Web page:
The Ball: AgainJune 14, 2010
The medium of roleplaying
There’s two aspects of the medium of tabletop roleplaying which shape play, all the time.
First, is that play works through speaking. Like any conversation, we take turns at speaking, we take turns at inputting to the stuff we’re imagining. Even though this is moment-to-moment, back and forth, quickly, almost invisibly, it still means one person at a time is directly inputing into play at any given moment.
Second, all play works on the group expressing buy-in. Lumpley-Care principle means the imaginary stuff only has weight because the group gives it weight. That said, while input is singular in the moment, the larger scale of play is determined by how the group chooses to give weight or ignore aspects. In other words, buy-in produces the direction of play.
The Ball Analogy
At any given moment, a single person in possession of the ability to shape play (has the ball) and is working with a team, the group, to push play in some direction or another. Like any team sport, roleplaying comes down to communication. Which direction to go? When to pass? Who to pass it to? Etc.
Most groups simply rely on learning to read each other’s non-verbal cues, which takes time to learn and a lot of practice to develop. A better culture of communication over the last few years has made strong use of metagame talk during play to coordinate things, though modern game design assists this significantly by adding stuff like Flag mechanics to help communication.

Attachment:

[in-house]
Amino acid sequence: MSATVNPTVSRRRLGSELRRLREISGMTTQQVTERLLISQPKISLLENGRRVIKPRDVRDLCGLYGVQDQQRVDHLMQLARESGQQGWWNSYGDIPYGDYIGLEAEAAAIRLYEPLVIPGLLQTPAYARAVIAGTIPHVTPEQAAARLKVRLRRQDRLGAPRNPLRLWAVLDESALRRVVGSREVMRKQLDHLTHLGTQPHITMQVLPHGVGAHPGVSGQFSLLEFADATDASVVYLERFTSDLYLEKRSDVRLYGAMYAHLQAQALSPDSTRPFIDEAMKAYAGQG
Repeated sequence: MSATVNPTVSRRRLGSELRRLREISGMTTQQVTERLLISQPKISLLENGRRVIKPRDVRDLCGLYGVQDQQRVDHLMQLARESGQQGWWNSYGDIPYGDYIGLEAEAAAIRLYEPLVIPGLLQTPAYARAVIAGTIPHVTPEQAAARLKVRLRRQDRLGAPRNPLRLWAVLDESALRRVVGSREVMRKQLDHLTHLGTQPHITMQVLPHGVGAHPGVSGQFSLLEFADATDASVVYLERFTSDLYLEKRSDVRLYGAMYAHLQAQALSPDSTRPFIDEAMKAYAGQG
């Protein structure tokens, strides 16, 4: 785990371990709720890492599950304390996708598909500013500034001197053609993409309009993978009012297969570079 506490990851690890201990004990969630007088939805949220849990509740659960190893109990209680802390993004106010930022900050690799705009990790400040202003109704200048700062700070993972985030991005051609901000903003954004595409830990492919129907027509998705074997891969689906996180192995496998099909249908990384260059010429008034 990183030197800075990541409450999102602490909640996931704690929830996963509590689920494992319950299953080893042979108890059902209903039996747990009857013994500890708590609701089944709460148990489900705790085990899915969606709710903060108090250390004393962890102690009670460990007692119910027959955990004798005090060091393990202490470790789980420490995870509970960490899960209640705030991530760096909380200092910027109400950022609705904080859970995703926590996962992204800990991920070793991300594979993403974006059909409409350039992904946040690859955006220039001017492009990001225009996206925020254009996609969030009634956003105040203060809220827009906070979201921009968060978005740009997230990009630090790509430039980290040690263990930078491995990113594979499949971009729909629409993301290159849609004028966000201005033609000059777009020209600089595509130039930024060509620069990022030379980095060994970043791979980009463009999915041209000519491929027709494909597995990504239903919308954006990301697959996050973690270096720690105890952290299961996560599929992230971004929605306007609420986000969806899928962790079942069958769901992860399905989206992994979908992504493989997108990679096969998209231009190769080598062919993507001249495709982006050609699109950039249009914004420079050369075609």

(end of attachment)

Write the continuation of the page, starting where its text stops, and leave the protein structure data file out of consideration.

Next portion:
Skillful play is still about Fictional Positioning – knowing what the rest of the group is interested in and pushing play in that direction, gaining support by way of buy-in: again, teamwork.
On the flipside, you can see how a lot of conflicts between players about the direction of play are just like people fighting over a ball. It could easily be argued that a lot of modern rpg design is based around successfully negotiating that issue- providing rules and systems to resolve the direction of play. (For example, Luke Crane has often pointed to that as the source of Burning Wheel’s Duel of Wits rules).
As game design has moved in to support groups in negotiating/determining simple direction of play – there’s less and less need for stuff like GMing advice on how to “keep play from getting stuck” or to resolve arguments between players.
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